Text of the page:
is good for one of those people to comprehend the instructions.
Tweaking, as in adjusting garage door springs if you don't have experience
doing so, is dangerous.
And just plain tweaking will rot your brain.
If you can't read the instructions, I doubt you could hang it up safely.
Hire a pro before you kill yourself or mess up the unit.
My SIL and I installed one in about four hours. Afterward, we saw that if
we had any experience at all, it would have taken an hour. THEN I found out
that Lowe's would have installed it for $40. I told him next time he had to
do one, I would flip him for the $40.
Have it installed. If there's a problem, you merely pick up the phone.
Yeah me too, I have iunstalled a couple, PIA if you ask me.
But with installs under 50 bucks I would rather watch others do the
MAKE SURE ITS MOUNTED TO THE STUDS SOLIDLY. if not it might come down
and damage your vehicle..:(
Worst case scenario, he will get the door opener installed without any
problems, but while he tests it he is so wrapped up in his delight that he
figured out the instructions about installing it thing, but he doesn't
realize that the down force is adjusted wrong and he just brought the door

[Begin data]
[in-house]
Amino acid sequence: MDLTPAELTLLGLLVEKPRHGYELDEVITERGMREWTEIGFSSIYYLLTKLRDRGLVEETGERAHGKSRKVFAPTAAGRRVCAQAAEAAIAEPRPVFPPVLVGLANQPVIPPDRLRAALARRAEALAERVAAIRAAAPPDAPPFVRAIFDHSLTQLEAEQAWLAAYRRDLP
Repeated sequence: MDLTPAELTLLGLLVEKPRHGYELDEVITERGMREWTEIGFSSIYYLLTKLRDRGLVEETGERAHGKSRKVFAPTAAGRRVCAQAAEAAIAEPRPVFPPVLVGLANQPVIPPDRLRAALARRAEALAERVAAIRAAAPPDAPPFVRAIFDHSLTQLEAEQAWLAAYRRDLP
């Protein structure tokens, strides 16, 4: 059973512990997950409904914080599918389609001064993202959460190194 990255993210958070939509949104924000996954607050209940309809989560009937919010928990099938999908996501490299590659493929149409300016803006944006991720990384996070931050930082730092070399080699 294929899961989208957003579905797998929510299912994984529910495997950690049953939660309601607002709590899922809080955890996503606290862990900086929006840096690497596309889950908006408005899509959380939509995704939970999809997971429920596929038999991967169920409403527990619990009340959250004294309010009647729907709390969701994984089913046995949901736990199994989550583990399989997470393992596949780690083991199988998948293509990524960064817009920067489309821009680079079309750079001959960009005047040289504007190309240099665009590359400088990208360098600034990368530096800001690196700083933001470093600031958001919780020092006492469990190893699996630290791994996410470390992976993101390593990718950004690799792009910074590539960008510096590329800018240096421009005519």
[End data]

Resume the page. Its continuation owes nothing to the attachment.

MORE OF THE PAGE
down on his child's neck with excessive downforce and the kid is pinned to
the ground suffocating but he didn't understand the instructions about
releasing the door.
On a lighter note he could bend the shit out his door....
It is a garage door opener, not a garage door. Just wanted to clear
this up. I got this from a friend who bought it years ago, but never
used it. He lost the manual. It was an old Genie. I tried finding it on
there website, but can't find the manuals there. Must have been a real
old model or something. I just need instructions since i think i'm
mechanically inclined enough. Thanks.
A Yahoo search for "how to install a garage door opener" yielded this
as one of the first hits:
You need to measure the headroom, that is, the minimum distance between
the ceiling and the highest point of the door, which you find by